“When you have a coach that you not only respect professionally but personally, then you have a relationship that’s bigger than basketball,” Jones said. “Monty talks about doing hard things, it’s tough to do hard things with people you don’t like. … It’s easy to do the hard things with people that you love. So that’s how I look at it.”
Last year, thanks to an 8-0 run in the bubble, they went 34-39. Jones scanned the league looking to improve, and it became clear that the Oklahoma City Thunder were looking to shop Paul.
“When Chris became available, we had some conversations around, ‘Did we believe that our team was structured in a way where we could amplify what he does where we could help him?’ … Like, I know Chris can help me. I know every team knows that Chris can help them. Every single one of them. But how many of them feel that they’re in a position to help him? And I thought that could be our advantage.
“When I looked at how our team was constructed, I just felt like, ‘You know what? We have a chance.’ And if Chris can see what we see and how he could thrive here, then I think we’ll be in a good spot.”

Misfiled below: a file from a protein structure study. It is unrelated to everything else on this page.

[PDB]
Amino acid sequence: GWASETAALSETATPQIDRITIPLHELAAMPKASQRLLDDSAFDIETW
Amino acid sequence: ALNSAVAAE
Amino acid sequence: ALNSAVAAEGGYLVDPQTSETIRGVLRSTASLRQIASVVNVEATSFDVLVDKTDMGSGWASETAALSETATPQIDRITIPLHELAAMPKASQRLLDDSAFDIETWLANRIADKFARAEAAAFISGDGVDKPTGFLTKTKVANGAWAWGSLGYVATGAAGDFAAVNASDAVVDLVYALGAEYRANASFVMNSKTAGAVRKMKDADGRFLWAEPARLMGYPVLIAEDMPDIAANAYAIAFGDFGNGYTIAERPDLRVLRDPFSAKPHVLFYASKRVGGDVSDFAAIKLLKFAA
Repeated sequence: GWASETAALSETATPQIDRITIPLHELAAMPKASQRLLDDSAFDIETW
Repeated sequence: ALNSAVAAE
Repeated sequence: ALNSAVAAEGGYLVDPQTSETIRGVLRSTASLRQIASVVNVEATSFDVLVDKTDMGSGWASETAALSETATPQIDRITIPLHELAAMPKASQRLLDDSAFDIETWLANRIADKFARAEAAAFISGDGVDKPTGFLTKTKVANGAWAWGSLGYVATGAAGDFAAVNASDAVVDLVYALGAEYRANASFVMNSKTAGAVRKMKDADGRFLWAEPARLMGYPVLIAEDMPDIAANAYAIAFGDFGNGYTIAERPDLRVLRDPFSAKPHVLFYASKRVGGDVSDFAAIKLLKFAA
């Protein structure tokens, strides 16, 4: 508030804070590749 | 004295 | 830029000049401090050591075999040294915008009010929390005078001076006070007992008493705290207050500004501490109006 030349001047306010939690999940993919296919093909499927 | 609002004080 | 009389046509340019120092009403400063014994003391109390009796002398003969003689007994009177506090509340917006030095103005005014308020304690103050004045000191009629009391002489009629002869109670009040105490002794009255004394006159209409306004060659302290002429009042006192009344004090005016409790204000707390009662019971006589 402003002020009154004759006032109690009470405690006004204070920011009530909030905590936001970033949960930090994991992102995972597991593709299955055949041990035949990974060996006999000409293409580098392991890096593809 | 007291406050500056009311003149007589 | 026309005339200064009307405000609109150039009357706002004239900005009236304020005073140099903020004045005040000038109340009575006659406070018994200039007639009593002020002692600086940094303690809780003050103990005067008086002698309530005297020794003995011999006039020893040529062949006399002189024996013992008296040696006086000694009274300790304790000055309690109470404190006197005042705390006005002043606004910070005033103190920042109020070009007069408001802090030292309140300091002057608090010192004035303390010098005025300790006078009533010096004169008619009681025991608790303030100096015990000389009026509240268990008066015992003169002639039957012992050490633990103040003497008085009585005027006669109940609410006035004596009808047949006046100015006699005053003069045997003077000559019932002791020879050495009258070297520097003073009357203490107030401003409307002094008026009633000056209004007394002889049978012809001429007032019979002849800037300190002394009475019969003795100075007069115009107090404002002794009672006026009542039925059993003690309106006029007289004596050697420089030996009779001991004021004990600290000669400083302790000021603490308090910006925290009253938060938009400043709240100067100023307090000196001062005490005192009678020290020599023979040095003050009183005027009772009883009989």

This year, with Paul, the Suns were better than good. Phoenix finished with the second-best record in the league at 51-21. Coming into the season, Jones knew he had put his team in position to improve, but didn’t limit his expectations with a label. A playoff team? Contender? Champion?
“I don’t make the distinction. I just look at it like, you are competitive or you’re not,” Jones said. “You want to say that growth is linear. … But it’s so dynamic from year to year, I don’t look at it that way. You can be a team that is struggling one year and unhealthy and then a team that is completely healthy the next year while everyone else is unhealthy and be right there. And if you’re competitive, you give yourself a shot to take advantage of those opportunities.